New Music Feed

Sarah Plum Plays New Works at Spectrum

by Nick Stubblefield

Sarah Plum

Stepping into Spectrum in Lower Manhattan is like stepping into a modern-day composer's living room. CDs line one wall, books the other. There are plenty of comfy couches, and even a dedicated beer fridge. It's worth seeing a show there just to say that you have. 

Last week, violinist Sarah Plum stopped by Spectrum and performed a set of recent works, with a little aid from a pianist and a computer. Plum demonstrated her dedication to precise and thoughtful playing right from the get-go with Andrew List's "Suite for Solo Violin" (2001). It was atonal, sometimes jarring, but often thought-provoking. Intended as an homage to the Russian Futurism movement, it set a bleak musical tone for the evening. 

Sidney Corbett's "Archipel Chagall 1" (1998) and Christopher Adler's "Violin Concerto" (2014) each offered additional showcases for Ms. Plum's abilities. Extended techniques, harmonics, and occasional pizzicato were scattered throughout: it seemed that the notes that weren't played were almost as important as the ones that were. No ferocious Vivaldi-like violin runs here, but rather music that was a bit more contemplative and harder to chew. 

Pianist Francine Kay joined Plum for Bela Bartok's Piano Sonata No. 2. Unquestionably the highest point of energy in the program, the work builds beautifully from its folksy motifs into an explosion of heavy, strained violin riffs. The piece, completed in 1922, far pre-dates anything you might call rock music, but there were sections towards the end I was certain sounded like power chords from an electric guitar.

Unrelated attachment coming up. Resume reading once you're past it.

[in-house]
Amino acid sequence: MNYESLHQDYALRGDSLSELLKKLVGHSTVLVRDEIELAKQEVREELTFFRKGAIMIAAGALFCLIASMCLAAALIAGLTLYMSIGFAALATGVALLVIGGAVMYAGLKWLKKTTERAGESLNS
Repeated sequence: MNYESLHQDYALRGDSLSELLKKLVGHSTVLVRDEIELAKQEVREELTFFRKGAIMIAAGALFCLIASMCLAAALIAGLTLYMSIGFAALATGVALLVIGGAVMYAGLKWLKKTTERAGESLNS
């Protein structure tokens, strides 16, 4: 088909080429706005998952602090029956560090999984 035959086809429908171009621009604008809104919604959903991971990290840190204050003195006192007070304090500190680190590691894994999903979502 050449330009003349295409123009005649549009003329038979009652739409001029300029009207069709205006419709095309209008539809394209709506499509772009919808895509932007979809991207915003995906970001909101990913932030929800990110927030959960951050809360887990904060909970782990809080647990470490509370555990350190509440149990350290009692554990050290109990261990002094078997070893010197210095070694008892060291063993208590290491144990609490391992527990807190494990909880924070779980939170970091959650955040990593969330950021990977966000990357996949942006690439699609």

The program ended with the highly entertaining "Il Prete Rosso" (2004) by Charles Nichols, with live recording and looping effects that played back through surround-sound speakers. The result was hypnotic and mesmerizing. 

Caramoor Summer Music Festival Kicks Off 70th Anniversary Season

by Robert Leeper

Peter Oundjian at the Venetian Theater
Peter Oundjian and The Orchestra of St. Luke's at the Venetian Theater

A standard orchestra program pairs a short piece by a contemporary composer with a large scale Romantic symphony. Often, the short piece is a dense tone poem or an academic exploration. But Christopher Theofanidis’s Making Up for Lost Time, which opened last Saturday's season-opening program at Caramoor, the bucolic Westchester estate, went for more pleasant summertime fare.

Theofanidis’s piece was the first of three world premieres this summer at Caramoor, which is celebrating their 70th anniversary season. Though not a virtuosic showpiece, there were impressive subtle rhythmic shifts and luminous passages performed by the Orchestra of St .Luke’s, who are themselves celebrating their 40th Anniversary season. Perhaps aware of his place on the program, Theofandis steered clear of epic themes and gestures. Instead, his piece looked inward, examining how time is perceived within a piece of music: how a listener hears it, and how that sense of time can be manipulated.